# Thread: Proof of Convergence for Recursive Sequence

1. ## Proof of Convergence for Recursive Sequence

I am trying to figure out how to prove that the following sequence converges:

$\displaystyle a_{n+1}=\sqrt{2+\sqrt{a_{n}}}$

with $\displaystyle a_{1}=\sqrt{2}$

Thoughts anyone?

2. Originally Posted by General
Since the sequence converges, then $\displaystyle \lim_{n\to\infty} a_n = L$ , where L is a finite number ..

Recall that, for the convergent sequence $\displaystyle a_n$:
$\displaystyle \lim_{n\to\infty} a_n=\lim_{n\to\infty} a_{n+1}$ ..

Since : $\displaystyle a_{n+1}=\sqrt{2+\sqrt{a_{n}}}$

By taking the limit of both sides, we will conclude the following equation :

$\displaystyle L=\sqrt{2+\sqrt{L}}$ , solve it for L ..

Thanks for the quick replies. I believe that in a formal proof

$\displaystyle L=\sqrt{2+\sqrt{L}}$

can be used to solve for the limit L if we know that the series converges. However, I need to first prove that the series converges given

$\displaystyle a_{1}=\sqrt{2}$

3. I think we should say this :

$\displaystyle |a_{n+1} - L|<\epsilon$

and $\displaystyle -\epsilon < a_{n+1} - L < \epsilon$

it means :

$\displaystyle 0 < a_{n+1} - L < 2\epsilon$

and $\displaystyle a_{n+1} < 2\epsilon+L$

also if $\displaystyle 2\epsilon<<L$ we can unspot $\displaystyle 2\epsilon$ .
and $\displaystyle a_{n+1} < L$

this is the proof. but to complete it

we should proof that $\displaystyle 2\epsilon<<L$ . or

$\displaystyle \epsilon<<\frac{L}{2}$

We Know L is 1 as here :

$\displaystyle \lim_{n\rightarrow\infty}\sqrt{\frac{2}{a_{n}} +1} = 1$

so the $\displaystyle \epsilon<<0.5$

4. Originally Posted by moemoe
However, I need to first prove that the series converges given
Show that the sequence is increasing and bounded.
Use induction to do that.

5. Originally Posted by parkhid
I think we should say this :

$\displaystyle |a_{n+1} - L|<\epsilon$
...
You can't assume convergence if you're trying to prove it...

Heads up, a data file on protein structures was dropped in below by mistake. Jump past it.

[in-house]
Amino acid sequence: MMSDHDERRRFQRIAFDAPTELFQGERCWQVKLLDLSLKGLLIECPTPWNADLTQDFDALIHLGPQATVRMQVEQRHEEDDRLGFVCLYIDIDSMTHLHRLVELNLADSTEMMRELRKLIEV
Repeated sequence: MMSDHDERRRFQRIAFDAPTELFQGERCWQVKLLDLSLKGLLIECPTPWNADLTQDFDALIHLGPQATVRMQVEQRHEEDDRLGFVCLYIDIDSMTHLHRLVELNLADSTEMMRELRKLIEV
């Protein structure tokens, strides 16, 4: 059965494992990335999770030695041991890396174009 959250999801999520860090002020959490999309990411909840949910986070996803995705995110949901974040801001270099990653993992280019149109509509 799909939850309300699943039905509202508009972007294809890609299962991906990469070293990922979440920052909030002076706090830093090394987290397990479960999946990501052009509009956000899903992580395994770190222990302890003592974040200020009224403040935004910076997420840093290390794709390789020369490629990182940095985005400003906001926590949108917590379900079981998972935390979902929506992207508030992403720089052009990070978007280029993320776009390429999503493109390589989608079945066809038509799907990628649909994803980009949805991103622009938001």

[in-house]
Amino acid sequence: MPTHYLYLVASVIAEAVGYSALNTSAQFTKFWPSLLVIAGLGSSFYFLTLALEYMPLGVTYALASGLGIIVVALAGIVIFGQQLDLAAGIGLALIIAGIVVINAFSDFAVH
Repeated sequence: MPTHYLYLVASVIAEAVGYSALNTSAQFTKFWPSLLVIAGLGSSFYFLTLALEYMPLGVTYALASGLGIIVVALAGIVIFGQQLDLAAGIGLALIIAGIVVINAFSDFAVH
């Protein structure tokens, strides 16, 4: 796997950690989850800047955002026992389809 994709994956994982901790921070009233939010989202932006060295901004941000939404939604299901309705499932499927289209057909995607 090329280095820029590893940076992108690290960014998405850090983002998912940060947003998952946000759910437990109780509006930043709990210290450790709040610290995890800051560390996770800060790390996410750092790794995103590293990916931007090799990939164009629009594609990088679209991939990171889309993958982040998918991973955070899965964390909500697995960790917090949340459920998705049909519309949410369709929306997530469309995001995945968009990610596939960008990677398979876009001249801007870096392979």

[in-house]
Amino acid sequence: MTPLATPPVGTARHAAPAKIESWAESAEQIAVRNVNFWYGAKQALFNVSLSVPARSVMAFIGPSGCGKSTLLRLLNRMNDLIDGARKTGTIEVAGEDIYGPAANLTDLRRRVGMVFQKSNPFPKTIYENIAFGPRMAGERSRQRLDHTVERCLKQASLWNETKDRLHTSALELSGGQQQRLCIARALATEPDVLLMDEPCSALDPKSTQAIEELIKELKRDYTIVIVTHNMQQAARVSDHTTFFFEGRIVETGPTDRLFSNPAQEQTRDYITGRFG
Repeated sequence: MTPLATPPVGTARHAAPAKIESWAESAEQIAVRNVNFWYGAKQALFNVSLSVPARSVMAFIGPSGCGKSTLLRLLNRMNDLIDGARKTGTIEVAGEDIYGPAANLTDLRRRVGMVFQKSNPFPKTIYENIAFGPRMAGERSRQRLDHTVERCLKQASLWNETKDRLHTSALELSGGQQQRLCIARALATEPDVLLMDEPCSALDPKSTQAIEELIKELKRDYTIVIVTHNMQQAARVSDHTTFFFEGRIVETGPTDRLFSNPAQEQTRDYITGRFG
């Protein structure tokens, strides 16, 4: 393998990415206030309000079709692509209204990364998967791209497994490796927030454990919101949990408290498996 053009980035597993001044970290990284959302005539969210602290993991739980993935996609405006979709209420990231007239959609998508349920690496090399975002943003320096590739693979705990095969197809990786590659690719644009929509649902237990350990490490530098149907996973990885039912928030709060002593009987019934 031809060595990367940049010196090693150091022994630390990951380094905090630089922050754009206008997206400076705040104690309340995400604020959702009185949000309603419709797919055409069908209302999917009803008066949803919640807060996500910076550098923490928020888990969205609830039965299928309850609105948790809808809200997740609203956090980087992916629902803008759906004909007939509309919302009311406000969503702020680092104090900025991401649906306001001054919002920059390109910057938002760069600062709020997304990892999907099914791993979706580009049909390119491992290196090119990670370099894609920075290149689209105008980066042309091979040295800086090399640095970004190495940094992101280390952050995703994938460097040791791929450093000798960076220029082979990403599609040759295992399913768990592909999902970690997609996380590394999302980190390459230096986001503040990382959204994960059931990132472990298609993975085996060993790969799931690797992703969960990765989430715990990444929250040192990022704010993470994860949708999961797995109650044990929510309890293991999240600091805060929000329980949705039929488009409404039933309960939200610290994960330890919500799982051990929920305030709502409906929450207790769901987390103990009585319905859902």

@moemoe: The usual way to prove that this type of recursive sequences converge is to prove by induction that the sequence is monotone and bounded.

In your case, plug in the values for the first few terms to see whether the sequence is increasing or decreasing, and then prove it by induction. After you do that, prove that it is bounded (this can be done by induction as well).

EDIT: Plato ahead of me :<

6. So assuming

$\displaystyle a_{n} \geq a_{n-1} \geq 0$

we have

$\displaystyle a_{n+1} = \sqrt{2+\sqrt{a_{n}}} \geq \sqrt{2+\sqrt{a_{n-1}}}= a_{n}$

Does anyone have a slick way of showing the sequence is bounded?

7. Maybe define a new sequence

$\displaystyle b_{n+1}=\sqrt{2+\sqrt{b_{n}}}$ with $\displaystyle b_{1}=2$

where $\displaystyle a_{n} \leq b_{n}$ for each $\displaystyle n$ and $\displaystyle b_{n}$ is decreasing by the same induction argument above?

Is there another simpler way?

8. There is a simpler way.

First, validate that $\displaystyle a_1, a_2 < 2$.

Now, assume $\displaystyle a_n < 2$ and use the induction hypothesis to prove that $\displaystyle a_{n+1} < 2$.
This will prove that the sequence is bounded by 2 (it doesn't mean that 2 is the limit, though..)

9. Perhaps we can try this.

By the induction step it can be shown that $\displaystyle a_{n}<2$

$\displaystyle a_{n+1}=\sqrt{2+\sqrt{a_{n}}}$

$\displaystyle (a_{n+1})^{2}=2+\sqrt{a_{n}}$

$\displaystyle (a_{n+1})^{2}-1=1+\sqrt{a_{n}}$

$\displaystyle (a_{n+1}+1)(a_{n+1}-1)=1+\sqrt{a_{n}}$

Since for all n, $\displaystyle a_{n}<2$

$\displaystyle a_{n+1}-1<1$

$\displaystyle a_{n+1}+1>a_{n}+1$

$\displaystyle a_{n+1}>a_{n}$

and it is monotone increasing.

10. The sequence is defined recursively as...

$\displaystyle \Delta_{n} = a_{n+1} - a_{n} = \sqrt{2 + \sqrt{a_{n}}} - a_{n} = f(a_{n})$ (1)

The function $\displaystyle f(x)= \sqrt{2 + \sqrt{x}} - x$ is represented here...

It has a single zero at $\displaystyle x_{0} = 1.83117720721...$ and because $\displaystyle |f(x)|$ is less that the line crossing the x axis in $\displaystyle x=x_{0}$ with unity negative slope, any $\displaystyle a_{0} \ge 0$ will produce a sequence converging at $\displaystyle x_{0}$ without oscillations...

Kind regards

$\displaystyle \chi$ $\displaystyle \sigma$

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### how to use induction to find that a recursive sequence is bounded

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